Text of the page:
Jon Weber: Simple Complex (2004)
What really makes this album work is the important friends that have been rounded up to help out (e.g. Gary Burton, Roy Hargrove, Niels-Henning Orsted Pedersen, Eric Alexander, Diego Urcola, Paul McCandless, Avishai Cohen and several more). The bop numbers, such as "Hot Ice," "Drastic Steps," or the title tune, have the melody followed by either Alexander's sinewy tenor sax or Urcola's hot trumpet seeking to take it higher.
On a first listen, I didn't hear a great deal of the piano featured on these tunes, other than the mandatory solos and comping. The duet of Weber and flugelhornist Hargrove on "No More Words" is indeed a beauty with no other distractions. Burton makes his entrance on "Mister Kleckley" and appears on four compositions displaying his virtuosity on vibes as well as a distinct lyrical quality. Paul McCandless' guest shot on "While She's Dreaming" effectively turns this ballad into a mood piece in which the oboe makes a most attractive statement. "Is It Really Me?" has a distinct Indian flavor with the addition of tabla, tambura and sitar. Drummer/percussionist Mark Walker really heats up the latter compositions with a driving Latin jazz pulse. Of the up-tempo numbers, I was most attracted to the closer "Triska Deka," which teams Burton, Urcola, Alexander and the rhythm section for a 13/8 time signature send-off.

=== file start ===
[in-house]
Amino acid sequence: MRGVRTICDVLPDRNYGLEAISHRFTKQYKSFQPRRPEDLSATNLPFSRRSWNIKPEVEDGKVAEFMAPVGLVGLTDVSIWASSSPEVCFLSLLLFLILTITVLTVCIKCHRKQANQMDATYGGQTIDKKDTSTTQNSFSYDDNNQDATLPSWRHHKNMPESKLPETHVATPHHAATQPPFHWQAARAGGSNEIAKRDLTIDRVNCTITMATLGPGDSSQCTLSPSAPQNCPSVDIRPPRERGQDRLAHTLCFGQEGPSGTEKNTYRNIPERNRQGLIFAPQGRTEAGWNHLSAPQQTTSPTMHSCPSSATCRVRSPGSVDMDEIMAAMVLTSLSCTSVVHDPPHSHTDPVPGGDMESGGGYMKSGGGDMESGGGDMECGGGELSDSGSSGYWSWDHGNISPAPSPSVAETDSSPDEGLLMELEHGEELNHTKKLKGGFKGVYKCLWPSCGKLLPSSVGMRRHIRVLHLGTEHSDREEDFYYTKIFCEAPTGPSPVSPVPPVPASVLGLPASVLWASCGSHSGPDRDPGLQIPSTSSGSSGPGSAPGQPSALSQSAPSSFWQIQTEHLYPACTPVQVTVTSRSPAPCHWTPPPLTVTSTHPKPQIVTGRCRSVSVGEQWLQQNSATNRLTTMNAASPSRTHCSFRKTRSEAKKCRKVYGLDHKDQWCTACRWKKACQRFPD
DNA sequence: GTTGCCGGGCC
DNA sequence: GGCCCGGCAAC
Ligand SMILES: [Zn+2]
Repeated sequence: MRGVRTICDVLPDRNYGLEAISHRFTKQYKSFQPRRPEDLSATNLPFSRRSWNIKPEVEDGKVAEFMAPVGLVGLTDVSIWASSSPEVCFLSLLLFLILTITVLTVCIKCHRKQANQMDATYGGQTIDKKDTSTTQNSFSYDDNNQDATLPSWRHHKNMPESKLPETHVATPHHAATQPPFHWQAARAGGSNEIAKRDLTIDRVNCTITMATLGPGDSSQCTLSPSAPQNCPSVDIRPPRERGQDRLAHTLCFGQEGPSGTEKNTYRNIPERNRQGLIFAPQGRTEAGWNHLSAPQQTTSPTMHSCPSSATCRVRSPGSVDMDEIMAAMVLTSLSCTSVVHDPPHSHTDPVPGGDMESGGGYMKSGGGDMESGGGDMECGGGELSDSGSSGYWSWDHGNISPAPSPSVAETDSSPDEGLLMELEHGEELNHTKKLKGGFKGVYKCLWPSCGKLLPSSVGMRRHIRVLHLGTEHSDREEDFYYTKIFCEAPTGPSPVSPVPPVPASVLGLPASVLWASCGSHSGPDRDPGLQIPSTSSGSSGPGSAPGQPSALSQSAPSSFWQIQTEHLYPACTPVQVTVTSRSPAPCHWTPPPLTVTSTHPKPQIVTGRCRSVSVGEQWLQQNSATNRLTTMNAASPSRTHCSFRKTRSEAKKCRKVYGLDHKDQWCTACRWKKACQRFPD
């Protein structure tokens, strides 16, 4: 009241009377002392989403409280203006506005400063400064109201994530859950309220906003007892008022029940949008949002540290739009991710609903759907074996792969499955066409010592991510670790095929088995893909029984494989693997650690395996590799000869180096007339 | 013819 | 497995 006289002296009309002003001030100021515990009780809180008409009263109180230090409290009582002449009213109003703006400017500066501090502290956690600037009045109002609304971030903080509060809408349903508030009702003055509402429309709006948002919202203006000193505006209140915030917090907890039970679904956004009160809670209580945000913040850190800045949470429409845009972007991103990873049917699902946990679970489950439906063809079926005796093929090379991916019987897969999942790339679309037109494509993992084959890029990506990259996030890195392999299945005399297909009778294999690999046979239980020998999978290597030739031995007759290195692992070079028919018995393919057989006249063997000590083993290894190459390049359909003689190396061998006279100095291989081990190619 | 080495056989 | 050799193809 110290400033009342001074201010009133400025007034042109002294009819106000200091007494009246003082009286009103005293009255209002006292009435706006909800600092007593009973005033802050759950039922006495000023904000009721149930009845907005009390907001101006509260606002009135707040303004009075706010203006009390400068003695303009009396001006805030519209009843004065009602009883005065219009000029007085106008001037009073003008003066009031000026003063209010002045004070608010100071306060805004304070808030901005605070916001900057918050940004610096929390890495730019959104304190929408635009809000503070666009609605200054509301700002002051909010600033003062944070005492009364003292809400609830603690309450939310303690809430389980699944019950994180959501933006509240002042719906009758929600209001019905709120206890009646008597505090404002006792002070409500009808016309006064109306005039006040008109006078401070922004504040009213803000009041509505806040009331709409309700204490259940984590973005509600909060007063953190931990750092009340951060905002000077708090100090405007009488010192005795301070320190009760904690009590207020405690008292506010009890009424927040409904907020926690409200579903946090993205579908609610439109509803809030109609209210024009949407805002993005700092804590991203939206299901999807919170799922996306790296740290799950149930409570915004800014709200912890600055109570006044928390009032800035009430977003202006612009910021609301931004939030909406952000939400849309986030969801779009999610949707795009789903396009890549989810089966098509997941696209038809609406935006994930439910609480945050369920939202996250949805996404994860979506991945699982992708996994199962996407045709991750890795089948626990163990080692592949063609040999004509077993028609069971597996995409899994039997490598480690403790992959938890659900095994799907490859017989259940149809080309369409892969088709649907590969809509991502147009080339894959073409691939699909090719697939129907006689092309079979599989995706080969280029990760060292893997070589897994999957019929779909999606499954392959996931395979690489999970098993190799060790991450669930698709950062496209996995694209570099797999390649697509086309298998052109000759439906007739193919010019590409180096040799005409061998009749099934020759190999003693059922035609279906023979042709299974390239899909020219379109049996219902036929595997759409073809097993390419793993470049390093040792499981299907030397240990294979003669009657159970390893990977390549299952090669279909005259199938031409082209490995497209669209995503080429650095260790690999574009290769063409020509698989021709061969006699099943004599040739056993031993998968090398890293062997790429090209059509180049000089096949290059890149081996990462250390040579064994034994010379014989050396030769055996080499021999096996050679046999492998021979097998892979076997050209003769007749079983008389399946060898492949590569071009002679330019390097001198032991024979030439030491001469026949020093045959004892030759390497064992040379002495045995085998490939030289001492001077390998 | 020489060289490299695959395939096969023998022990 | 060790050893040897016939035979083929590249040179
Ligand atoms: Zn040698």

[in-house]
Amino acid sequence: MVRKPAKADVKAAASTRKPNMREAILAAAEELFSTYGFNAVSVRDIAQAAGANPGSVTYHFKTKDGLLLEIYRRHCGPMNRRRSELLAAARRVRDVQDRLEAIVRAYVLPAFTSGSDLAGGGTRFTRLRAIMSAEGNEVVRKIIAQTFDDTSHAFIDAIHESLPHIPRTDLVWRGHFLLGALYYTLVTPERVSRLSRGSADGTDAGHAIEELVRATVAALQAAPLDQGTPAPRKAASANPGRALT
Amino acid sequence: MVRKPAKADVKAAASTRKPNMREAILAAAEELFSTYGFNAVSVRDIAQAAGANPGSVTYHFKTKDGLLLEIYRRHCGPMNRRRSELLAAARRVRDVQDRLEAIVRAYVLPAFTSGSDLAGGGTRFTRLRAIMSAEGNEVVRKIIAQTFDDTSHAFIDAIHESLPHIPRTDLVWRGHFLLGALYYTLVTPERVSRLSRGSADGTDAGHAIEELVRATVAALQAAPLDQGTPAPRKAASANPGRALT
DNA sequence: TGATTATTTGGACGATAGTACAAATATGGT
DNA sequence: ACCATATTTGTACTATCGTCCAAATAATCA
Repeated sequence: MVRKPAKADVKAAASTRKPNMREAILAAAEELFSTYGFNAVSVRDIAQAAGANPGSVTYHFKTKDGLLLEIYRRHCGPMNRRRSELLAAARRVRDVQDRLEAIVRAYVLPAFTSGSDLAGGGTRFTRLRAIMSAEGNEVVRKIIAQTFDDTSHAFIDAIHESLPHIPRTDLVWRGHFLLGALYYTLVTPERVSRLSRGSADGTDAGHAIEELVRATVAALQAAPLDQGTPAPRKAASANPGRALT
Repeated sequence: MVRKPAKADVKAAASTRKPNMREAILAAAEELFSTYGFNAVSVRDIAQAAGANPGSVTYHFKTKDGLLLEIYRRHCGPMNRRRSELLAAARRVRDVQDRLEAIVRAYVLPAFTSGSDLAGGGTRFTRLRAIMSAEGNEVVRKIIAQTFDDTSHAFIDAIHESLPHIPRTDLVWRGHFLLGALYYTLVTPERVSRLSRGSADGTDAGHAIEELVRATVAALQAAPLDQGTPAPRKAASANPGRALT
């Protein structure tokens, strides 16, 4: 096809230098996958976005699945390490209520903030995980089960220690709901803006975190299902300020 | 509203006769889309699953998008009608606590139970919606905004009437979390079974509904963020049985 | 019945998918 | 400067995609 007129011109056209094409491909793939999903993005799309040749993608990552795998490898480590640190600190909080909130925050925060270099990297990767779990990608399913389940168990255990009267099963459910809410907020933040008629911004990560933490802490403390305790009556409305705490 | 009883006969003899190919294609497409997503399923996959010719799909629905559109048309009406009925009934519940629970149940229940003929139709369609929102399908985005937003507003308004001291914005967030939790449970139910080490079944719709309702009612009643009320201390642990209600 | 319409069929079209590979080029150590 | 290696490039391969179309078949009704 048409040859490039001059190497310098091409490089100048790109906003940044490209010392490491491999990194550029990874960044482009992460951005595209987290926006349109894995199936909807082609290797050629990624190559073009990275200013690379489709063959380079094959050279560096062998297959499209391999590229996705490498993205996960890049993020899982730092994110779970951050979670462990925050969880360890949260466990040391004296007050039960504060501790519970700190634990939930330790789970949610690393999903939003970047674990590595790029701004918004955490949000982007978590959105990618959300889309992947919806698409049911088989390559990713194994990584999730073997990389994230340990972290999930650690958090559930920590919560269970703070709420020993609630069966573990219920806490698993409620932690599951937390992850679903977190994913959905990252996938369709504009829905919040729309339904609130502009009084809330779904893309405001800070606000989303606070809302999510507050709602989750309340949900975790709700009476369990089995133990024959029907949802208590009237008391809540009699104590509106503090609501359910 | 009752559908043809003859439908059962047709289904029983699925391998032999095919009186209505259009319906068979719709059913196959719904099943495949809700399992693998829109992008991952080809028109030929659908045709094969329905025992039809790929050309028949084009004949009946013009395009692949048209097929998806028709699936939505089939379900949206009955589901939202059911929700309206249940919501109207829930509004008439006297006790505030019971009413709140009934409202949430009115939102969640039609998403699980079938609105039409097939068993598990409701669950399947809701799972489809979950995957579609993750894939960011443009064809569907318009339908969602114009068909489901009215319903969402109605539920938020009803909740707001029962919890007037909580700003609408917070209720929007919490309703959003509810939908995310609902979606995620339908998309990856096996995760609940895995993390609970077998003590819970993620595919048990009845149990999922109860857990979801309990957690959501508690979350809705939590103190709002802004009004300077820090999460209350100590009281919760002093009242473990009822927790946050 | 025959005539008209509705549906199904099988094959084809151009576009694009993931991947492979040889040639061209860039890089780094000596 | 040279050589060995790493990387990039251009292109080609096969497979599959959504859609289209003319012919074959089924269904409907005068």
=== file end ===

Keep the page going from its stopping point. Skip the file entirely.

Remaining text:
Track Listing: Hot Ice, No More Words, Drastic Steps, Mister Kleckley, Simple Complex, While's She's Dreaming, Is It Only Me?, Jolie, Whatever You Say, Triska Deka.
Personnel: Jon Weber, piano; Diego Urcola or Roy Hargrove,trumpet/flugelhorn; Eric Alexander, tenor sax; Avishai Cohen, Niels-Henning Orsted Pedersen, Peter Washington, Matt Clohesy,acoustic bass or John Ovnik,electric bass; John Moulder,guitar; Mark Walker, drums, percussion; Jonas Johansen, drums, pandeiro; Ruben Alvarez,timables; Paul McCandless,oboe; Gary Burton, vibraphone; John Ovnik, sitar; Siri Sonty,tambura; Kalman Pathak,tabla;